India Aims for a Boom Rooted in Infrastructure

If the goods and services tax is passed by parliament and implemented, it will ease inter-state movement of goods across india.
by Rakesh Khar
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India has planned to increase investment of US$ 137 billion in constructing its heavy-haul railway network within five years since 2015.

Infrastructure is in focus more than ever before with the national budget bringing it centre-stage as the main thrust of development. India needs about US$1 trillion for new roads, ports and airports over the next few years. According to the Government of India (GoI), building of infrastructure, to propel development, would add two percent to GDP growth. The investment challenge is enormous.

The power sector alone requires an investment of US$ 250 billion over the next 4-5 years, providing immense opportunities in generation, distribution, transmission and equipment. The aviation market is expected to grow as the third largest in the world by 2020 – handling 336 million domestic and 85 million international passengers according to industry estimates. The projected investment is US$ 120 billion.

The construction equipment industry, a key driver of infrastructure, is reviving after four years and is expected to grow to US$ 5 billion during the financial year 2019-20 from its current size of US$ 2.8 billion, according to a report released by the Indian Construction Equipment Manufacturers’ Association (ICEMA). Foreign direct investment (FDI) received in the construction development sector from April 2000 to September 2015 stood at US$ 24.16 billion, according to the Union Commerce Ministrys Department of Industrial Policy and Promotion (DIPP).

GoI has earmarked US$ 7.5 billion to develop 100 smart cities across the country. It has announced highway projects worth US$ 93 billion, which includes the flagship National Highways Development Project (NHDP) with a total outlay of US$ 45 billion over next three years. The International Finance Corporation (IFC) plans to invest at least US$ 700 million in existing transport and logistics infrastructure projects in India.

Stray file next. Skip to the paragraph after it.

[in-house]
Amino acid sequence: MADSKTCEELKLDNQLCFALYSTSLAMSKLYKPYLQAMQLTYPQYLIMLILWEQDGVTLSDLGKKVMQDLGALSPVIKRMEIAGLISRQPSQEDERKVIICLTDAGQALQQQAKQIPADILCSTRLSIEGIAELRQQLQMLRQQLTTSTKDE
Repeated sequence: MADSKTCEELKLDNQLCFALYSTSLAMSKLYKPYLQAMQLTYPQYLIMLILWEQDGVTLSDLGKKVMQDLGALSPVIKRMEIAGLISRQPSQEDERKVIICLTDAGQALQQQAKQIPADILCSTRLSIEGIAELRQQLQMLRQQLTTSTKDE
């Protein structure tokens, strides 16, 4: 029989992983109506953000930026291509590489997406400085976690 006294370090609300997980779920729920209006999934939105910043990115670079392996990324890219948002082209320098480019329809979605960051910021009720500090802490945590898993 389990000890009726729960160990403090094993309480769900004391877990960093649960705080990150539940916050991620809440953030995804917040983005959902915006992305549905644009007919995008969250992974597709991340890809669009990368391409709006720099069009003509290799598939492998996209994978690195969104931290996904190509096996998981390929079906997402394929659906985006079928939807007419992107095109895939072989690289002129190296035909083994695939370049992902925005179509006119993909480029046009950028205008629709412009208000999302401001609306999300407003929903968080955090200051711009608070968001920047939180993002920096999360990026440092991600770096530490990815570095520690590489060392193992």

The logistics sector (transportation, storage, distribution and allied subsectors) is growing at 1.5 to 2 times that of GDP growth. The advent of the ‘Make in India campaign and rise of e-commerce delivery platforms has given a push to the logistics sector.

However, the infrastructure sector as a whole is constrained by the underperformance of the railways which, despite being a more economical mode of transport, has lost market-share of freight movement to road transport. To tackle this, GoI plans to invest US$ 137 billion in its rail network over the next five years.

Ports, the import-export lifeline, too have been identified as a focus area. India is the sixteenth largest maritime country in the world, with a coastline of about 7,517 kilometres. GoI has allowed FDI of up to 100 percent under the automatic route for port and harbour construction, and maintenance projects. It has also facilitated a 10-year tax holiday to enterprises that develop, maintain and operate ports, inland waterways and inland ports. Plans are being drawn up to develop 10 coastal economic zones as part of the Sagarmala (string of ports) project. The zones would be turned into manufacturing hubs, supported by port modernisation projects, and could span 300-500 kilometres of the coastline.

But, amidst the positive policy push, the lack of coordination in infrastructure development threatens to cause delays and unreliability in services, which increases cost, reduces competitiveness, and discourages investments, according to a recent study of the logistics sector by Motilal Oswal (a top financial services company). Low penetration of new technology in supply-chain process is resulting in damage to goods. India has the least warehouse capacity with modern facilities, and given the fragmented state of industry (large share with unorganized players), investment in information technology (IT) infrastructure is almost absent at the required scale, the Oswal study pointed out.

The failure to legislate the Goods and Services Tax (GST) is another stumbling block to infrastructure growth. If GST is passed by the Parliament and implemented, it will ease inter-state movement of goods across India. Further, it would amalgamate a large number of Central and state taxes into a single tax; mitigate cascading or double taxation in a major way; and, pave the way for a common national market.

A PwC study on global infrastructure funding said that the rather difficult business environment in the country was a handicap. India has moved a few notches up in the global ease of doing business report, but has a lot of catching up to do to make foreign investors rush in. Among other things, investors complain about unpredictable regulations; bureaucratic delays in approving projects; endless struggle to secure land rights; and, GoI’s stalled attempts at reform, the PwC report added.

On the positive side, the government’s aggressive approach to building the infrastructure needed for rapid economic growth could mean that hindrances would not be allowed to come in the way of development.


The author works with Network 18 Media as Editor, and Special Projects and General Manager-News Operations. He has worked at senior levels with The Economic Times,CNN IBN, IBN 7, Zee News, BBC World Service, Sahara TV, and Deccan Chronicle.